to help you discover the God you already know


It started with the gift of some whittling knives, that I used to strip the bark from sticks, revealing something beautiful, which in turn connected me with ancestors who’d worked with wood, one 40,000 years ago. I made a holding cross for myself, and then many holding crosses that I gave away, before being led to create a prayer stick also for myself. It’s been an adventure of exploration, and maybe it still has ways to go?

One of my daughters gave me some whittling knives as a Christmas present. I was not sure what to do with them. People usually make carved wooden spoons, and even little wooden figures, but I was sure that that would be beyond my skill. I had been looking for a long time for some simple creative hobby that would involve using my hands, and that might have a contemplative dimension to it. I have tried several possibilities but nothing felt right. Maybe wood carving could be the answer? I didn’t know how but thought I’d explore the idea and see where it led.

We had some branches that my wife had trimmed from bushes in our garden. So I sawed some of the branches into shorter lengths, and then, using one of the knives, stripped the bark from one of them, revealing the hard inner core of the wood. To my surprise, it was smooth, rather beautiful, and comfortable, indeed pleasurable, to hold. It reminded me of something.

Some years ago there was an exhibition at the British Museum of ‘Ice Age Art’ and I was fascinated by a carving, made from a piece of mammoth tusk, of a figure of a lion man, with the head of a cave lion and the body of a man. In 1939 it had been found in fragments at the back of a north-facing cave in what is now southern Germany. The war intervened and the fragments were stored away in a box and forgotten until some years later. When re-discovered it was found that they fitted together to make this carved figure of a lion man, which was reckoned to be about 40,000 years old Nobody now knows what purpose the figure served, but the assumption is that it may have served a ritual purpose.

A skilled carver was asked to make a replica for the exhibition, out of a piece of tusk, using the implements that were thought to have been available back then. It took him 400 hours. Why would a small group of humans living in conditions where survival was the prime task, have invested so much valuable time & effort to make such a thing? We don’t know.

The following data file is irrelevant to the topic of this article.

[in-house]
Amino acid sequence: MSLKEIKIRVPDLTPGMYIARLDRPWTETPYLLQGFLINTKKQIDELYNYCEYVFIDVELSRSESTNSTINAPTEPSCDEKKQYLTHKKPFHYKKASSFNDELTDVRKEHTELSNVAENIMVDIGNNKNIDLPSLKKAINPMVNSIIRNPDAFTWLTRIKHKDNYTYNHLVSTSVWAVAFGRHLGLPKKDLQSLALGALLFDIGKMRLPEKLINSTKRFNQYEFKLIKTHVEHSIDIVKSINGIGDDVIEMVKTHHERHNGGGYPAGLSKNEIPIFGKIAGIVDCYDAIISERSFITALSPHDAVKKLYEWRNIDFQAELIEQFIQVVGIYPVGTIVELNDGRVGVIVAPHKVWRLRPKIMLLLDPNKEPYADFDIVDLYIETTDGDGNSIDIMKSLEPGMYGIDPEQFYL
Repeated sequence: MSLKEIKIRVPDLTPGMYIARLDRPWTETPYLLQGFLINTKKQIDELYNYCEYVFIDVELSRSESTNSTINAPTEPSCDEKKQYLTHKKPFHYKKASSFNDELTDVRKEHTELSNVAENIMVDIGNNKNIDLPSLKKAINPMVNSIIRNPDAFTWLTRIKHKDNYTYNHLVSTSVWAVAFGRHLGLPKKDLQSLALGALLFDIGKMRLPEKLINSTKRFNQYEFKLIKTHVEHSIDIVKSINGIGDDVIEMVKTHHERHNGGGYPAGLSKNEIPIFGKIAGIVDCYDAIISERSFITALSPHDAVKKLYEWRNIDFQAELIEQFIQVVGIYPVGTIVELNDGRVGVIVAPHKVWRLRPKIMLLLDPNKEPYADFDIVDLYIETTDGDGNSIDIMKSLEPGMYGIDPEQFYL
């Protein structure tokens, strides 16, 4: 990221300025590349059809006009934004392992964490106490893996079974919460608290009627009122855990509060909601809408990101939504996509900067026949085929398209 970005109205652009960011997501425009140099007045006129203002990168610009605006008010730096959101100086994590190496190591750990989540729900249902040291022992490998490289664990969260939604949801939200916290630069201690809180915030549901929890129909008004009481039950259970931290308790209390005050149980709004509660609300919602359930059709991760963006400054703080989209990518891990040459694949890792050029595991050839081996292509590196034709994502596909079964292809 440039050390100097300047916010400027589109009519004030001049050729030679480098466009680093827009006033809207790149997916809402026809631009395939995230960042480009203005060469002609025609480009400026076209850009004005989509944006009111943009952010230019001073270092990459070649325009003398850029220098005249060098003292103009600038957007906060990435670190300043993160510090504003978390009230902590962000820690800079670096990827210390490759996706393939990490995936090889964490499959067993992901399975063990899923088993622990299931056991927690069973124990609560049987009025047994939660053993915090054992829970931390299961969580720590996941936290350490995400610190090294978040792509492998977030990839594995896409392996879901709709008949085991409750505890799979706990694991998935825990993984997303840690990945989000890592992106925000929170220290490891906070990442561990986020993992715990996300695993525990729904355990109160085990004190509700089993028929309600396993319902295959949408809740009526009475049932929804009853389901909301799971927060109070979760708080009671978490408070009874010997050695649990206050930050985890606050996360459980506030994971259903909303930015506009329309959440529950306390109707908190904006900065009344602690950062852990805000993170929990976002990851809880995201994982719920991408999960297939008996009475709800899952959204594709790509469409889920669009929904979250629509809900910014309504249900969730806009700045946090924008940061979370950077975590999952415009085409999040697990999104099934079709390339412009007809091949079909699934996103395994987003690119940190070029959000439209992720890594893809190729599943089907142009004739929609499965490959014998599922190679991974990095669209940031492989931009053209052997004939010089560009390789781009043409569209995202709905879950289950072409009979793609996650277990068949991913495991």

Lion Man

But looking at the re-assembled figure it struck me that whoever made it, 40,000 years ago, would quite likely have learnt their carving skills practising on a piece of wood, not unlike the one that I now held in my hands.

As I reflected, I recalled that my father’s brother had been a carpenter, that I had in my possession a pipe cabinet made of wood, that I think he must have made for my father who smoked a pipe as I do. My father had made one or two small things out of wood too, and I have a brother-in-law who’s a skilled wood carver. Suddenly I knew myself to be standing in a line of people, probably men, who made things out of wood stretching back at least 40,000 years. I’m a part of something much greater than myself.

I know that I can’t carve anything like the lion man, nor do I aspire to the carpentry skills of my uncle, so what might I be able to do? I do have some wood, pieces that I’ve picked up locally after the recent storm, and logs that we feed into a wood-burning stove in the winter. Perhaps I could use a piece to make myself a holding cross? I decided to give it a try. It involved cutting the wood into smaller pieces in order to create a ‘blank’ measuring about four inches by six. I bought a small handheld saw, to cut the ‘blank’ into the right shape, and then used my whittling knives and sandpaper to create a smooth-ish finish. Finally, I waxed it. After a bit of trial and error, I was quite satisfied with what I had. I went on to make others, and have been giving them away to friends ever since.

Then I felt called to do something with one of the original branches that I’d stripped of its bark. As I mulled I sensed that I should try and make what I called a ‘prayer stick’ that I could hold in my hand: something other than a holding cross, but which might complement it. I’ve ended up making what I now call a ‘blessing stick’.